The capacity to wait, despite its very ordinariness, can be a profound spiritual tool with which to dismantle the needs and pressures of both our ego and will. Important in this is the kind of waiting that takes place, for there are many kinds, and not all of them are capable of releasing the ego in a way that is beneficial to spiritual growth.
The kind of waiting that is transformative is based on the capacity for surrendering our desire to have things be the way our smaller self wants them to be, if they are not in alignment with what God and our higher Self wishes. This kind of surrender that overrules one's personal interests is the opposite of what is currently popular as a path of spiritual development today, namely, a path based on the principle that we create our life through our thoughts and intentions.
The question here is: Who is it that we wish to create our lives – our familiar self that is conscious of having needs, wishes, and desires, or God's self that is individualized within our higher being but that is not the same as our conscious mind-self? The place where intention comes from defines the difference between a life built on a certain kind of mastery – one that uses thought to create desired effects in life – and a life in which the power of thought is turned over to God so that God's thoughts may direct our life and not our own. This distinction is profound, yet in one way not as substantial as it might appear, for the factor of the creative power of thought remains the same. Only the source of intention that is the creative force differs. In the second case, it is the individualized aspect of Spirit that dwells within each of us that is what we surrender to. This individualized Spirit, by whatever name it is called, involves the knowledge of oneness with the Divine and it belongs to every child of God. From this place of holiness, and to the extent that this place of holiness is approached, the 'I' that creates is no longer an 'I' that is separate. It is an 'I' that exists only as part of the greater Whole that is God.
Waiting, therefore, when life-circumstances require it, asks of us to make a choice with respect to which 'I' we wish to direct our lives. We can be impatient. We can feel that life is treating us unfairly. We can feel optimistic or pessimistic. Or we can accept the postponement of what our human embodied self would wish to have happen, and allow our smaller self to rest in the embrace of the larger. Waiting allows us to practice devotion in any area of life. It creates a transformational path through surrender. This path is not easy to follow, for the history of the ego being in charge has been a long one, and any efforts to move in a different direction is likely to arouse complaint. No, this is the narrow gate by which those who choose to will pass, not through the mastery of external life-circumstances, but through mastery of the self alone.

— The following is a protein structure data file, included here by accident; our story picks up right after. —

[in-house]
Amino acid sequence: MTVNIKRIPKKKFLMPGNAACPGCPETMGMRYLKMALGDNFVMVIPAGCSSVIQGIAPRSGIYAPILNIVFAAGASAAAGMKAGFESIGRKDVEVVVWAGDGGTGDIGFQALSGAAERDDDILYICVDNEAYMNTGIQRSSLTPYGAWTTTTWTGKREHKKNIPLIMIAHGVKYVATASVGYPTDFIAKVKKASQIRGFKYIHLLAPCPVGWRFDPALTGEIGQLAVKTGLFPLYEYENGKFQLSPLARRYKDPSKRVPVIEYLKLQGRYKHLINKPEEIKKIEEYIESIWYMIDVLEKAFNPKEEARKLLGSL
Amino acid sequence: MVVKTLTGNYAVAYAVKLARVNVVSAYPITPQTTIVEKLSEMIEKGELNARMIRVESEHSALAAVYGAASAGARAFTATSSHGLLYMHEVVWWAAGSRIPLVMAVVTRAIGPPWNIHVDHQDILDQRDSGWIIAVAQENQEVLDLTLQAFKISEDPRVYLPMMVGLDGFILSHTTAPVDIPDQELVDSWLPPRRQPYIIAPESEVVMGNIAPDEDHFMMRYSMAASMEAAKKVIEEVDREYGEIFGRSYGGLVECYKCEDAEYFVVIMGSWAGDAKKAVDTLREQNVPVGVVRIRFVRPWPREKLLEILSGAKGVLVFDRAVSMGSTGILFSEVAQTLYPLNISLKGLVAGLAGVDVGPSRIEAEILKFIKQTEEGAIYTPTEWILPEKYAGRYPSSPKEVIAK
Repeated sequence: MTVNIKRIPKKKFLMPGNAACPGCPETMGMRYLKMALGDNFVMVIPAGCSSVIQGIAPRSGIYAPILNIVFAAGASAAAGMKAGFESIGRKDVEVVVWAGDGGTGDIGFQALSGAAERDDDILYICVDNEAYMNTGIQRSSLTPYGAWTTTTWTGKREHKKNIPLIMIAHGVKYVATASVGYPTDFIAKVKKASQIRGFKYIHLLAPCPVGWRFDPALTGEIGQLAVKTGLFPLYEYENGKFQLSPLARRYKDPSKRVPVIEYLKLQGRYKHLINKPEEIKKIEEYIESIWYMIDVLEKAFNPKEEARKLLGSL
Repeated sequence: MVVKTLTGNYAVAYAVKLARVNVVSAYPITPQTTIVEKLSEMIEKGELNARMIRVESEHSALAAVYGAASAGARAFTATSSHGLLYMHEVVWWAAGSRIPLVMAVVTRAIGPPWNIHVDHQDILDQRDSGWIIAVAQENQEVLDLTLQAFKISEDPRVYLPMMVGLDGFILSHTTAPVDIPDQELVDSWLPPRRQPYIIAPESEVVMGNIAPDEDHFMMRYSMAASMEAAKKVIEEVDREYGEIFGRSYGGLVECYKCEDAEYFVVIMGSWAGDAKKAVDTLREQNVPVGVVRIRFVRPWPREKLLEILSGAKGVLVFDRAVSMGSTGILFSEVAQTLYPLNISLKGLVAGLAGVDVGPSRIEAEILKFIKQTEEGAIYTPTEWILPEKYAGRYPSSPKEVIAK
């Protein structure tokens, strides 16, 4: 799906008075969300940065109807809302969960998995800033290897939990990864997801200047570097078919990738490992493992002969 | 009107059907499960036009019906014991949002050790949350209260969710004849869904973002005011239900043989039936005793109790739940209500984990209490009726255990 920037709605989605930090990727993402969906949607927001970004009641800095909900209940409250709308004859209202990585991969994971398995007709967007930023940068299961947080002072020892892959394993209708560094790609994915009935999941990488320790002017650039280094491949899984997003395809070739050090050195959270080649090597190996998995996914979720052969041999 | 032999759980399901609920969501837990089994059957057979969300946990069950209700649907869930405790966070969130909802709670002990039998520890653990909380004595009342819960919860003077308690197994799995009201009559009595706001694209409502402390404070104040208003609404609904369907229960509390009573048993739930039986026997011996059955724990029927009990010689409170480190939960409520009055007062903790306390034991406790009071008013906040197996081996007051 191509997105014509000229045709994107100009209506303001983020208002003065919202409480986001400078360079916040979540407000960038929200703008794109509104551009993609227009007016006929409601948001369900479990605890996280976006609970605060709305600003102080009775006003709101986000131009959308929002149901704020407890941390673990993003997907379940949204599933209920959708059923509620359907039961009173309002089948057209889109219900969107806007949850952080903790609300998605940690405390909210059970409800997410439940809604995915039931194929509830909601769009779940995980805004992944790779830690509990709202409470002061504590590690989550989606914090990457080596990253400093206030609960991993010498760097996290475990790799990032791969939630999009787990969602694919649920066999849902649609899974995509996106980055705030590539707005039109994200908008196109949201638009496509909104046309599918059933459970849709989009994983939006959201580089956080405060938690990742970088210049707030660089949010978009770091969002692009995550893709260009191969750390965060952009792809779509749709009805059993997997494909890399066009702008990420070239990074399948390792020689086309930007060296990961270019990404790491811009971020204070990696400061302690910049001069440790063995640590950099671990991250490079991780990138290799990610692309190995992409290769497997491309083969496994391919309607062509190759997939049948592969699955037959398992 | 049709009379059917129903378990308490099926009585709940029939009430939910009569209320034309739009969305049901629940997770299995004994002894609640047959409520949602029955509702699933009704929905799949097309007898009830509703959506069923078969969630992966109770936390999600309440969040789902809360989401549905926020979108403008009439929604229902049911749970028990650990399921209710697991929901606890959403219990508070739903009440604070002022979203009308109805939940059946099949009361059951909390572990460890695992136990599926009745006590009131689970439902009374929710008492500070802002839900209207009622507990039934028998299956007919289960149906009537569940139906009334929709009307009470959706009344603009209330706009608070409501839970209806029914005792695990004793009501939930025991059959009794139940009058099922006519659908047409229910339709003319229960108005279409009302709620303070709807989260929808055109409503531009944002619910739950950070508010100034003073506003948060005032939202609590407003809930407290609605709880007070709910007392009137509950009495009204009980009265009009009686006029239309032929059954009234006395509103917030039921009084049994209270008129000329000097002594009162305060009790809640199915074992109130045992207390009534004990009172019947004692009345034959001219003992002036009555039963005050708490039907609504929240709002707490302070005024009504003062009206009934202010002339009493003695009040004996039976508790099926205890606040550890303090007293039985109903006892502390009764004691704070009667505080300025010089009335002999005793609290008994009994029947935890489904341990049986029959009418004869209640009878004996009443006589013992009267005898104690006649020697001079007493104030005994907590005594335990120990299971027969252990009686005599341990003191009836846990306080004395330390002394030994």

The rewards of this narrow way can be described in one essential word – Love. Along this way there becomes only one Thinker and one Intender, and that Thinker is the One who is the Source of all of life. This relationship, whose means is surrender, is founded in Love. It is a relationship that can begin at any time, at any place, and in any circumstance. It's basic prayer is: "Show me the way. Lead me and guide me in Thy light." This prayer does not disempower the self as some feel in relation to the word 'surrender'. It redefines who the self is, and seeks to unite the lower self with the higher. This is what makes the practice of waiting transformative.
Such a practice does not have to apply to every area of life, but it can. And it does not have to be pursued deliberately, for there are many circumstances in life that find us in the normal course of events, making it unnecessary for us to go looking for them. What the sacred practice of waiting involves is a willingness to use these circumstances of life as steps along a spiritual path. Such a path has been carved out by many holy men and women of the past and it remains equally valid today as a path of ascendance. It is a matter of having the courage to embrace what is difficult, and to know that in the embracing, one is not sacrificing one's real self. One is releasing the aspects of self that are less real in favor of those that are more real, in keeping with the lines of the poem that say:
Lord, lead me from the less real to the more real,
From the finite to the infinite,
From death to immortality.